In 2001 I began driving an electric car, obtaining the last of the ZEV mandate-required EVs. As I got turned on to the benefits and technological readiness of electric cars, the writing was on the wall and EVs began to disappear from California's roads. I got enthused just as the automakers, CARB, the feds, and major environmental organizations ended their various flirtations with EVs.
Then a couple of years ago Carlos Ghosn had some sort of epiphany and announced Nissan's belief in the inevitable electrification of cars, and Nissan's intention to lead the transition. He defied conventional thinking by moving directly toward the commercialization of all-electric cars. Hundreds of thousands of Nissan all-electric cars would be manufactured in Asia, America and Europe within a very few years.
I was thrilled. Consumers would soon begin to have a choice of vehicle types that include real electric cars. The marketplace, rather than bureaucrats and academics, would decide whether EVs have a place.Government and industry began to plan for the rollout of plug-in cars with a plan to roll out public charging infrastructure. Level II charging stations are great for opportunity charging while shopping or working and should be widely diffused. But there wasn't much discussion about faster charging options, as it entails additional obstacles of cost and lack of standards and a presumption that cars wouldn't be fast-charge enabled. Although I knew it was technically feasible, it seemed we would have to wait. Although fast charging stations could enable long distance EV driving and are one way to meet the needs of urban purchasers of EVs who don't have parking with access to electricity, it is logically not a matter of first priority.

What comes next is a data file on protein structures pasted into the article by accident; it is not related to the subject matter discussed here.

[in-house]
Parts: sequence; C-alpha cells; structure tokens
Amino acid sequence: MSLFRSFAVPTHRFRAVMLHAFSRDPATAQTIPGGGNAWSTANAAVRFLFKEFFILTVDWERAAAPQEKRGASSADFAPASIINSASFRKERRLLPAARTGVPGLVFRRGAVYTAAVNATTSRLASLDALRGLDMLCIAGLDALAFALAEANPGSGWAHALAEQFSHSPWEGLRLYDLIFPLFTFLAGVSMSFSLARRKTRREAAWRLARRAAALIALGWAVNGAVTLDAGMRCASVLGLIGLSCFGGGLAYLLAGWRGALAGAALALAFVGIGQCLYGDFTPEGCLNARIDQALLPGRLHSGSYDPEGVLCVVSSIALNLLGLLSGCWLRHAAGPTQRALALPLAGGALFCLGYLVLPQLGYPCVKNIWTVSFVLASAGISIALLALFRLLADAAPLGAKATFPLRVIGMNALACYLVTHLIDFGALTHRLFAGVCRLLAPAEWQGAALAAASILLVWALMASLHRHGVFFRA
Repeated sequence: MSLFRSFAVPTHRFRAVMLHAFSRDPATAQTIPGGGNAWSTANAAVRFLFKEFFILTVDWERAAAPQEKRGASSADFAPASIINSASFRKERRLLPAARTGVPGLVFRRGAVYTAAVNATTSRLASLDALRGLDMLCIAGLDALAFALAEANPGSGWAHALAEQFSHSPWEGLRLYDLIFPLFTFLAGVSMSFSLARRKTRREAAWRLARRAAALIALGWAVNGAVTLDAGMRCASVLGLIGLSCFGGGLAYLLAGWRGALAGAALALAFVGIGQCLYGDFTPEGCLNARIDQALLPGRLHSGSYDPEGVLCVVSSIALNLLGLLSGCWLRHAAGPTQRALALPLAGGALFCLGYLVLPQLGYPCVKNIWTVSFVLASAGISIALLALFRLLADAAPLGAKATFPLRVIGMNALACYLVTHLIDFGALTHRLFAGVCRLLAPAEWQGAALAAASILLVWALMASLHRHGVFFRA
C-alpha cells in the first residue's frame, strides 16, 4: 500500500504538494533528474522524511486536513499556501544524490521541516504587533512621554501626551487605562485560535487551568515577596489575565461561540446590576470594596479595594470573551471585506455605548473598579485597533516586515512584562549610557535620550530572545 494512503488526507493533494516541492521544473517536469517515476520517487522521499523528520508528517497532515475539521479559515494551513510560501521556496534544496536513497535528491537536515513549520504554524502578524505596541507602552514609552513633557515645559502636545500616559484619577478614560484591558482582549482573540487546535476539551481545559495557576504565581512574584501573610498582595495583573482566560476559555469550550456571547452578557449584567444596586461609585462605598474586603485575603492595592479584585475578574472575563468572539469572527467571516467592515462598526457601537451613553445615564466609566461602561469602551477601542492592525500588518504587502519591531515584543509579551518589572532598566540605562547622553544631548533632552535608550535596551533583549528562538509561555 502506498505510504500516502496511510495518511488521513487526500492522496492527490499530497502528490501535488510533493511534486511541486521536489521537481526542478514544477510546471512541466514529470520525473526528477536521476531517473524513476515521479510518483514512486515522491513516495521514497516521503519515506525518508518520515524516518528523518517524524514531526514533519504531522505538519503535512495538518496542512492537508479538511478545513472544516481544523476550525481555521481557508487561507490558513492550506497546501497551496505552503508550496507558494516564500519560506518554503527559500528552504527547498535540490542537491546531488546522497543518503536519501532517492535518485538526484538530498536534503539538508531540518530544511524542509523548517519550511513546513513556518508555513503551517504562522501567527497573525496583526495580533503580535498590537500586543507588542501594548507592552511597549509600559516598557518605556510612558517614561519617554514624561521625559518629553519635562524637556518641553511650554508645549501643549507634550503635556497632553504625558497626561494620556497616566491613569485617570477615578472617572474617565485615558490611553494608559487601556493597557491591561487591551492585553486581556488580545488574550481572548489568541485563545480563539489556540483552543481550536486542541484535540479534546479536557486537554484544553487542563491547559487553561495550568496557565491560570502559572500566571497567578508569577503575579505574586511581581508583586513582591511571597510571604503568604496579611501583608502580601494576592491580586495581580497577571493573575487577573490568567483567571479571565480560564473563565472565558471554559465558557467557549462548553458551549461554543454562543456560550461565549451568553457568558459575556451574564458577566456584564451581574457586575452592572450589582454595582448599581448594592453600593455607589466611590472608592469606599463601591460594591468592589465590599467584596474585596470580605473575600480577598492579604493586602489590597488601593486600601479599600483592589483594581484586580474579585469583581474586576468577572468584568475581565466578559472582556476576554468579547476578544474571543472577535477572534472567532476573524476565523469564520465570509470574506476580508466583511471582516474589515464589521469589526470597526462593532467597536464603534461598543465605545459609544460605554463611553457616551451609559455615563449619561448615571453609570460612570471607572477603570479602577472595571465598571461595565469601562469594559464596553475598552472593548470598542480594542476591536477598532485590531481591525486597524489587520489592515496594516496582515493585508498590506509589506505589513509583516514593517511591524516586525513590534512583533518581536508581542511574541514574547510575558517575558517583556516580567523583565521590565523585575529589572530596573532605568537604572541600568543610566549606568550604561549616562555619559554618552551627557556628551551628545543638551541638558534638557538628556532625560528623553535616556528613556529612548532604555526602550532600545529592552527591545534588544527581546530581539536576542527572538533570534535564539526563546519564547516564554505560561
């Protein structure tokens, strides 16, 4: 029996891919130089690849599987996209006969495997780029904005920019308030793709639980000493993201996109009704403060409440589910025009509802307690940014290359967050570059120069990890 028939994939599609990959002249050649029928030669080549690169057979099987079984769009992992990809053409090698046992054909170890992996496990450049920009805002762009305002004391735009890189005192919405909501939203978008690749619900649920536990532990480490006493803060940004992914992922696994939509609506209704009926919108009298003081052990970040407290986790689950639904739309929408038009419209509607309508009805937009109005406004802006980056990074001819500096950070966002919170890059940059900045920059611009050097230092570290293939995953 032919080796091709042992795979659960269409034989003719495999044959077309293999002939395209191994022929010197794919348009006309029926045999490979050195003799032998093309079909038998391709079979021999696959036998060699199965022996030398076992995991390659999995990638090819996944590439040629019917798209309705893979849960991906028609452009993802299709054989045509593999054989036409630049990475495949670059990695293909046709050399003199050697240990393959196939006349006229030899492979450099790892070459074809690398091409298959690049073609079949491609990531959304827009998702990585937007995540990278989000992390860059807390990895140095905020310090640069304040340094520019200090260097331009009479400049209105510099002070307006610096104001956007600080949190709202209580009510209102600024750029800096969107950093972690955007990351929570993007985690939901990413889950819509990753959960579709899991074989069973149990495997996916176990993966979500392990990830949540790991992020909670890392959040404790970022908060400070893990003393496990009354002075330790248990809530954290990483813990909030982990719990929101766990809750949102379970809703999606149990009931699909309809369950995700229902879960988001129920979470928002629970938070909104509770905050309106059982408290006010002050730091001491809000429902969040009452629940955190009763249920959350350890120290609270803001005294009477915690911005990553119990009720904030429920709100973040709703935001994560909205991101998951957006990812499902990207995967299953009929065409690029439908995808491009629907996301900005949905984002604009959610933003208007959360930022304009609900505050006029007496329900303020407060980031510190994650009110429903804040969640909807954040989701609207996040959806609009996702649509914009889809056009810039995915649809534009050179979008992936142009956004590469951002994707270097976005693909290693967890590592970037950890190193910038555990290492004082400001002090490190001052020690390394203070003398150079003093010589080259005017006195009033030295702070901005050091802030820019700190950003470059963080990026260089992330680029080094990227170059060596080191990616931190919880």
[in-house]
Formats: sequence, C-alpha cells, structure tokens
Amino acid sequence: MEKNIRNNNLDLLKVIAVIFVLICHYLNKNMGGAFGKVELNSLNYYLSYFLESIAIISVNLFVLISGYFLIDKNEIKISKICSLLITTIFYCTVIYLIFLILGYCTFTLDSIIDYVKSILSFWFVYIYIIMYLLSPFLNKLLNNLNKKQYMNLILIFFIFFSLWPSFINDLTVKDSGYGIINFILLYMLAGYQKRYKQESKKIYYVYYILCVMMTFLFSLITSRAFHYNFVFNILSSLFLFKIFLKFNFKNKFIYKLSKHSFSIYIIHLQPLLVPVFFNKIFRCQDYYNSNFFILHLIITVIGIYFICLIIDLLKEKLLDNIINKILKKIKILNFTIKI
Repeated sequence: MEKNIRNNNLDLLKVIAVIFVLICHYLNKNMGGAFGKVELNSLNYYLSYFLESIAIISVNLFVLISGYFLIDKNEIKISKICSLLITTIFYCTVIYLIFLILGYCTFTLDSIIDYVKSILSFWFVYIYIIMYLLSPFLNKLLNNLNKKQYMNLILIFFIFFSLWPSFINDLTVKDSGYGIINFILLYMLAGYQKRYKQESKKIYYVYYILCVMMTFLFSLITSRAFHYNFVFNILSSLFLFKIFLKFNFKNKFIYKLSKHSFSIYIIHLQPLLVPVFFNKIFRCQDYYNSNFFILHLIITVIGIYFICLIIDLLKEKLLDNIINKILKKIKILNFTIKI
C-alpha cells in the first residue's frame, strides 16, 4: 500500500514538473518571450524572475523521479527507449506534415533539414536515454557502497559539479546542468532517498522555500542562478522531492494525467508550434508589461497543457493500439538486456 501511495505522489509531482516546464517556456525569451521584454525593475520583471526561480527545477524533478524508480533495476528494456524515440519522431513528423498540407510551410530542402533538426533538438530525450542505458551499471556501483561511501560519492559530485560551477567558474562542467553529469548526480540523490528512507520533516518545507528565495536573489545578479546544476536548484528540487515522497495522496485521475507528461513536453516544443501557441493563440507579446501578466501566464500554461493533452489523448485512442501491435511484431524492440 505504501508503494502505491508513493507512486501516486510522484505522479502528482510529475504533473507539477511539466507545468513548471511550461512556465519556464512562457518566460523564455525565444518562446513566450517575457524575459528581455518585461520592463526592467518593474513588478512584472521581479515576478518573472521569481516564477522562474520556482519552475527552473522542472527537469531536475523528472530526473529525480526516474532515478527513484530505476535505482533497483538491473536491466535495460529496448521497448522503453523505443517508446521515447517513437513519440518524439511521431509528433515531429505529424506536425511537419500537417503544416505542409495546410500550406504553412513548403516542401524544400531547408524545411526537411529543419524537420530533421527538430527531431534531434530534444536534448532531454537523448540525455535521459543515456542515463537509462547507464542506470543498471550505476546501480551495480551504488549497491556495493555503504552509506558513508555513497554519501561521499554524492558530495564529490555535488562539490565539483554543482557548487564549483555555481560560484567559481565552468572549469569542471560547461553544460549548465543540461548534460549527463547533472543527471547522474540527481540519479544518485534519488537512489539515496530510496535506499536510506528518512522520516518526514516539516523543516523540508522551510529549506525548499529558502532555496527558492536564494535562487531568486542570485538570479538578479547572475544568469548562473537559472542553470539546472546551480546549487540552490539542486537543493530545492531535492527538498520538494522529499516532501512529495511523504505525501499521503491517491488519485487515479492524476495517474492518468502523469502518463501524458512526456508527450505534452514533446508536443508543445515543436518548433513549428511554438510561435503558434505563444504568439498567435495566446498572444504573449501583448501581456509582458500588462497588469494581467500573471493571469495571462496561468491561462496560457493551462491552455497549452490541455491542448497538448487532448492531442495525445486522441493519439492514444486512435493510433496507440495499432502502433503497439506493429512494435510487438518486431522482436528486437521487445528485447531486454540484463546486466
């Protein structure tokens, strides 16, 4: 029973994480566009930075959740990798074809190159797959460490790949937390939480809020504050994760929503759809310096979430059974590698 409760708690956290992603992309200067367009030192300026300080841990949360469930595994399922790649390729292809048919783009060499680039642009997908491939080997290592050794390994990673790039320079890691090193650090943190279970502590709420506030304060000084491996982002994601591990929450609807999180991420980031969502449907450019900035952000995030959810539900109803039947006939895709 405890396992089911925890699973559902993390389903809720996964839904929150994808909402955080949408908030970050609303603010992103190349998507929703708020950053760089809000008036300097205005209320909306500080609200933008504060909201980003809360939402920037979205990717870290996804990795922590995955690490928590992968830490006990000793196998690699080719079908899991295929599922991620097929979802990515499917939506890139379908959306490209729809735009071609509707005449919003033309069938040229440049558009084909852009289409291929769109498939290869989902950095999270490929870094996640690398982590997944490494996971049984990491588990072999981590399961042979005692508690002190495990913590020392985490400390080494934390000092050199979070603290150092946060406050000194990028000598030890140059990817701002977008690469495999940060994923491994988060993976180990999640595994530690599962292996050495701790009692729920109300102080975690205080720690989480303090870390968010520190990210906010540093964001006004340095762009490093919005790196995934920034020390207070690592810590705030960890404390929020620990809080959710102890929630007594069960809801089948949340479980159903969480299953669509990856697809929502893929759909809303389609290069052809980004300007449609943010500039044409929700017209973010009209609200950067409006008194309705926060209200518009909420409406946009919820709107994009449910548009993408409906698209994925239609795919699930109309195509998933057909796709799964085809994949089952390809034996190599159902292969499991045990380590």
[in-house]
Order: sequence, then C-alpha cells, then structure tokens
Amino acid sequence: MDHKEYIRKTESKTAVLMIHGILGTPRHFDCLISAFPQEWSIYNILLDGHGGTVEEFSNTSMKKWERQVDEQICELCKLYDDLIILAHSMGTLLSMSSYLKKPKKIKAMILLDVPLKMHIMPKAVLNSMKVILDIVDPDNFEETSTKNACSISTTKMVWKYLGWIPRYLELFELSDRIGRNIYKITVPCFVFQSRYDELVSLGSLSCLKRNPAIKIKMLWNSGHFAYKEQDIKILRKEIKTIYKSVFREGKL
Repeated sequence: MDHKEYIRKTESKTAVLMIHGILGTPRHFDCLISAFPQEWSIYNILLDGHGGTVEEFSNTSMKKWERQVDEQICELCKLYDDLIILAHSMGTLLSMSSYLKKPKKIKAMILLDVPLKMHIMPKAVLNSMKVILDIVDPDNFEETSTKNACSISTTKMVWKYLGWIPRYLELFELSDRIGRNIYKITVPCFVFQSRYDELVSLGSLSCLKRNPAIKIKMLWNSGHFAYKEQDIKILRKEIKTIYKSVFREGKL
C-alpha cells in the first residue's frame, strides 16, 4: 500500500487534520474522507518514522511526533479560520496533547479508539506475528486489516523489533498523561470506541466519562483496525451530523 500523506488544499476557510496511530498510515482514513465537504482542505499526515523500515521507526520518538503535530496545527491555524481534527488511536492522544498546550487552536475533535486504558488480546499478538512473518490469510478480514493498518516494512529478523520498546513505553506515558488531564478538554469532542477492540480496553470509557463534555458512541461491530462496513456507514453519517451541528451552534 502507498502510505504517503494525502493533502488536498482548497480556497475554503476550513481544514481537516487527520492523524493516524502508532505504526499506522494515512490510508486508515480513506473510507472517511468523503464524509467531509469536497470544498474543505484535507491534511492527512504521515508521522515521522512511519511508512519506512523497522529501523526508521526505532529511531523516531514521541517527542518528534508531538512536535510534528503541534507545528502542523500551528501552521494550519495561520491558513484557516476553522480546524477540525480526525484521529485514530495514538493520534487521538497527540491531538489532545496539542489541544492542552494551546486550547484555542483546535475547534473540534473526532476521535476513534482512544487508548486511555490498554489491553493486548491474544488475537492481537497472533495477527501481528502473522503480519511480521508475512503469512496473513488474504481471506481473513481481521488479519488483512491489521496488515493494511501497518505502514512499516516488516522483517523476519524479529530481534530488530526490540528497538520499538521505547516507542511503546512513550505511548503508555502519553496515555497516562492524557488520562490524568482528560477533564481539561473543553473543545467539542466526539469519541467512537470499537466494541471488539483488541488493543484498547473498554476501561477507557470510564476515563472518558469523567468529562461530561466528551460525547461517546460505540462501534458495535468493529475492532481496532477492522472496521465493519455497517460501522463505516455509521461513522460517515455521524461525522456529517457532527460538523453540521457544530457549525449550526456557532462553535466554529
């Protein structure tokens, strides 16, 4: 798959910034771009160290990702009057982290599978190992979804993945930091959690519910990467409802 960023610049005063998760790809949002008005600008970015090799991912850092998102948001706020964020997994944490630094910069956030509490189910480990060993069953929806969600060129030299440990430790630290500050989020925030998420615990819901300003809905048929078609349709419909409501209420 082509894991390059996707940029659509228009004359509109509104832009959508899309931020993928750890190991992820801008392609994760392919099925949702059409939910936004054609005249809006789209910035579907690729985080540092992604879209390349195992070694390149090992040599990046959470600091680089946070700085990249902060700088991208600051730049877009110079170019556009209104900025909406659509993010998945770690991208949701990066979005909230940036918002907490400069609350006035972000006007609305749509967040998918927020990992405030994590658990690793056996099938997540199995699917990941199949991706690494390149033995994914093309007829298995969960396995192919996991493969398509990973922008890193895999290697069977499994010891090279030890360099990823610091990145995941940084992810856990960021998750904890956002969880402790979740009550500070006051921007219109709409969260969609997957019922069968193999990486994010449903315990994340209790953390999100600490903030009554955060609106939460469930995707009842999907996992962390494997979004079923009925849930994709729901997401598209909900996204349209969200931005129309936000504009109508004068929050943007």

But just as I was pleasantly surprised to find Nissan's LEAF in the offing, so too fast charging is going to appear more rapidly than expected. The DOE grant to the Etec EV Project will put 260 Level III chargers in the ground in the next two years. Nissan's LEAF will initially appear with a fast charge connector, something that will surely be a purchase option in the future. (And is some compensation for the slow 3.3kW Level II charger in the first cars.) The iMiev, should Mitsubishi do an American release, also has a fast charge connector. And Th!nk announced intentions to enable fast-charging in its cars in an agreement with Aerovironment.
Once again, I celebrate that consumers will have options as we work our way toward the best solutions for quick charging. Better Place has pushed its proposed solution to the range dilemna - battery swap stations. One car maker, Renault, is making cars to spec, and BP has demonstrated the battery swap device in Japan. Swapping out an empty pack for a full one is enticing. It's proven to be enticing to the tune of hundreds of millions of dollars. If swap stations can be commercialized and the batteries can be charged at Level II speeds and below, they too might offer benefits and be part of the clean transportation quilt. But essentially off the shelf Level III fast charge stations, capable of delivering near-to-full charges in under 30 minutes, can be put in service within months. A Level III fast charger can be installed for about $100,000, compared to millions for a hydrogen station and perhaps $1 million for a battery swap station.
Which finally brings me to the fast charger I saw the other day in Vacaville, CA. Installed by PG&E with funding from the State, it sits beneath a solar PV array amongst a handful of Level II chargers, including small paddles for RAV4 EVs, AVCONs for RangerEVs, and aTesla charge station. The fast charger uses a Japanese connector (an American standard remains under consideration) which was easy to handle. I wish I had gotten a photo of the complete line-up of chargers under the solar array, because it is evidence of real-world solutions, available now, to make plug-in cars and renewable electricity a reality quickly.